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American Poems: Books: The Picture of Dorian Gray, with eBook (Tantor Unabridged Classics)
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The Picture of Dorian Gray, with eBook (Tantor Unabridged Classics)

  • List Price: $55.99
  • Buy New: $36.54
  • as of 9/23/2014 11:29 EDT details
  • You Save: $19.45 (35%)
In Stock
New (8) Used (3) from $36.54
  • Seller:swati21
  • Sales Rank:12,899,949
  • Format:Audiobook, CD, Unabridged
  • Languages:English (Unknown), English (Original Language), English (Published)
  • Media:Audio CD
  • Number Of Items:7
  • Running Time:28800 Minutes
  • Edition:Library - Unabridged CD
  • Shipping Weight (lbs):0.6
  • Dimensions (in):6.4 x 6.9 x 1
  • Publication Date:September 22, 2008
  • ISBN:1400139481
  • EAN:9781400139484
  • ASIN:1400139481
Availability:Usually ships in 1-2 business days

Features:
  • Used Book in Good Condition


Editorial Reviews:
Synopsis
Oscar Wilde brings his enormous gifts for astute social observation and sparkling prose to The Picture of Dorian Gray, his dreamlike story of a young man who sells his soul for eternal youth and beauty. This dandy, who remains forever unchanged—petulant, hedonistic, vain, and amoral—while a painting of him ages and grows increasingly hideous with the years, has been horrifying and enchanting readers for more than 100 years.

Taking the reader in and out of London drawing rooms, to the heights of aestheticism, and to the depths of decadence, The Picture of Dorian Gray is not simply a melodrama about moral corruption. Laced with bon mots and vivid depictions of upper-class refinement, it is also a fascinating look at the milieu of Wilde's fin-de-siècle world and a manifesto of the creed "Art for Art's Sake."

The ever-quotable Wilde, who once delighted London with his scintillating plays, scandalized readers with this, his only novel. Upon publication, Dorian was condemned as dangerous, poisonous, stupid, vulgar, and immoral, and Wilde as a "driveling pedant." The novel, in fact, was used against Wilde at his much-publicized trials for "gross indecency," which led to his imprisonment and exile on the European continent. Even so, The Picture of Dorian Gray firmly established Wilde as one of the great voices of the Aesthetic movement and endures as a classic that is as timeless as its hero.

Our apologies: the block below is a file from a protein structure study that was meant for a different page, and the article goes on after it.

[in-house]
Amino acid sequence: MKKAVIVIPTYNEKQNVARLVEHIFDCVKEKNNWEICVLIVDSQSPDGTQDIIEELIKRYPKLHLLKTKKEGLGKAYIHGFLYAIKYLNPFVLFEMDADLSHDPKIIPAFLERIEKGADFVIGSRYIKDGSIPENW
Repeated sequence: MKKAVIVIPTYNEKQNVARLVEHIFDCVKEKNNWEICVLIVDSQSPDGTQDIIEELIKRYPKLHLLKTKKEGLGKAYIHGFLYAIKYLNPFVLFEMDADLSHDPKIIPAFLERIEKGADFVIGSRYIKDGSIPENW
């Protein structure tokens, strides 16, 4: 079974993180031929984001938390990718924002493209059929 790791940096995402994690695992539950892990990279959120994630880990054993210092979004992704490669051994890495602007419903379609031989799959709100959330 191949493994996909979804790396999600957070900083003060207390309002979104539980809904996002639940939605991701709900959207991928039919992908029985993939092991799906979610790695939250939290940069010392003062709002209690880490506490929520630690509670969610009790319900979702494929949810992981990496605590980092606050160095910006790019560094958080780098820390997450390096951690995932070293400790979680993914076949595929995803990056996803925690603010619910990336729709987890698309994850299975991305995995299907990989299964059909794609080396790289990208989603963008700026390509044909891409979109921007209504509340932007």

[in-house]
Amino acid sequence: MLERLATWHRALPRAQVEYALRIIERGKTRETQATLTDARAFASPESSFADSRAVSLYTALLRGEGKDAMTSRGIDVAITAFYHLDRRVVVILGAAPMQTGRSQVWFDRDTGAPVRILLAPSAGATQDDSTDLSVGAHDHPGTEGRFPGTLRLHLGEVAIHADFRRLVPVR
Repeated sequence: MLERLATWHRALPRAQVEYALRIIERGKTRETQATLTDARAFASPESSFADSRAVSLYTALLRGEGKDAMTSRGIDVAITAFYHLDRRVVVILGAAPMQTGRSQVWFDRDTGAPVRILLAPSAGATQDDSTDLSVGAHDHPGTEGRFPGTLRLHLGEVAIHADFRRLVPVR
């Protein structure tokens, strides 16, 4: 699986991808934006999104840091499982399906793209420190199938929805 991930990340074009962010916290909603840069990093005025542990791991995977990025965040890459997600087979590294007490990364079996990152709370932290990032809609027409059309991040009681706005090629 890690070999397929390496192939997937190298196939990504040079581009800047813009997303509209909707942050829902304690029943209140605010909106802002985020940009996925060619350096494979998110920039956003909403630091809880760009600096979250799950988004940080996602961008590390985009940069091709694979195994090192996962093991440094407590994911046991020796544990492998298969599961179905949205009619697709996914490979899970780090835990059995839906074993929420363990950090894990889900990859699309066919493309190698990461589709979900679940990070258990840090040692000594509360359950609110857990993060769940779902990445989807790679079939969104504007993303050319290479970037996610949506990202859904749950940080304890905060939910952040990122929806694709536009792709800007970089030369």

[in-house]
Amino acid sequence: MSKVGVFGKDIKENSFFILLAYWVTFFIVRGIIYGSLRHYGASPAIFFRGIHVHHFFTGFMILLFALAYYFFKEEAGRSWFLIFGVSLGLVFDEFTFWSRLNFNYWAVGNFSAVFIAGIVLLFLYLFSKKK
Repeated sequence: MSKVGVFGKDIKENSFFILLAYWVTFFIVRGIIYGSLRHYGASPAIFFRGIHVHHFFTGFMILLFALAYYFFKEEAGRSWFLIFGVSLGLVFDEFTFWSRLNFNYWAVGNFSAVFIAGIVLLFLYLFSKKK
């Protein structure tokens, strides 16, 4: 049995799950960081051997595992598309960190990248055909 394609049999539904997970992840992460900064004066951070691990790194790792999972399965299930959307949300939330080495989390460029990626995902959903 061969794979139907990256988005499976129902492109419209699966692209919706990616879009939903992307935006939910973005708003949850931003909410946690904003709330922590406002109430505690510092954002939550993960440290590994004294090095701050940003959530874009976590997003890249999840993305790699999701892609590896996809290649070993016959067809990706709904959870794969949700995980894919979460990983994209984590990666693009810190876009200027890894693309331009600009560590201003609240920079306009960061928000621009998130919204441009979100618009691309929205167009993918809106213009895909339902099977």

Amazon.com Review
A lush, cautionary tale of a life of vileness and deception or a loving portrait of the aesthetic impulse run rampant? Why not both? After Basil Hallward paints a beautiful, young man's portrait, his subject's frivolous wish that the picture change and he remain the same comes true. Dorian Gray's picture grows aged and corrupt while he continues to appear fresh and innocent. After he kills a young woman, "as surely as if I had cut her little throat with a knife," Dorian Gray is surprised to find no difference in his vision or surroundings. "The roses are not less lovely for all that. The birds sing just as happily in my garden."

As Hallward tries to make sense of his creation, his epigram-happy friend Lord Henry Wotton encourages Dorian in his sensual quest with any number of Wildean paradoxes, including the delightful "When we are happy we are always good, but when we are good we are not always happy." But despite its many languorous pleasures, The Picture of Dorian Gray is an imperfect work. Compared to the two (voyeuristic) older men, Dorian is a bore, and his search for ever new sensations far less fun than the novel's drawing-room discussions. Even more oddly, the moral message of the novel contradicts many of Wilde's supposed aims, not least "no artist has ethical sympathies. An ethical sympathy in an artist is an unpardonable mannerism of style." Nonetheless, the glamour boy gets his just deserts. And Wilde, defending Dorian Gray, had it both ways: "All excess, as well as all renunciation, brings its own punishment."


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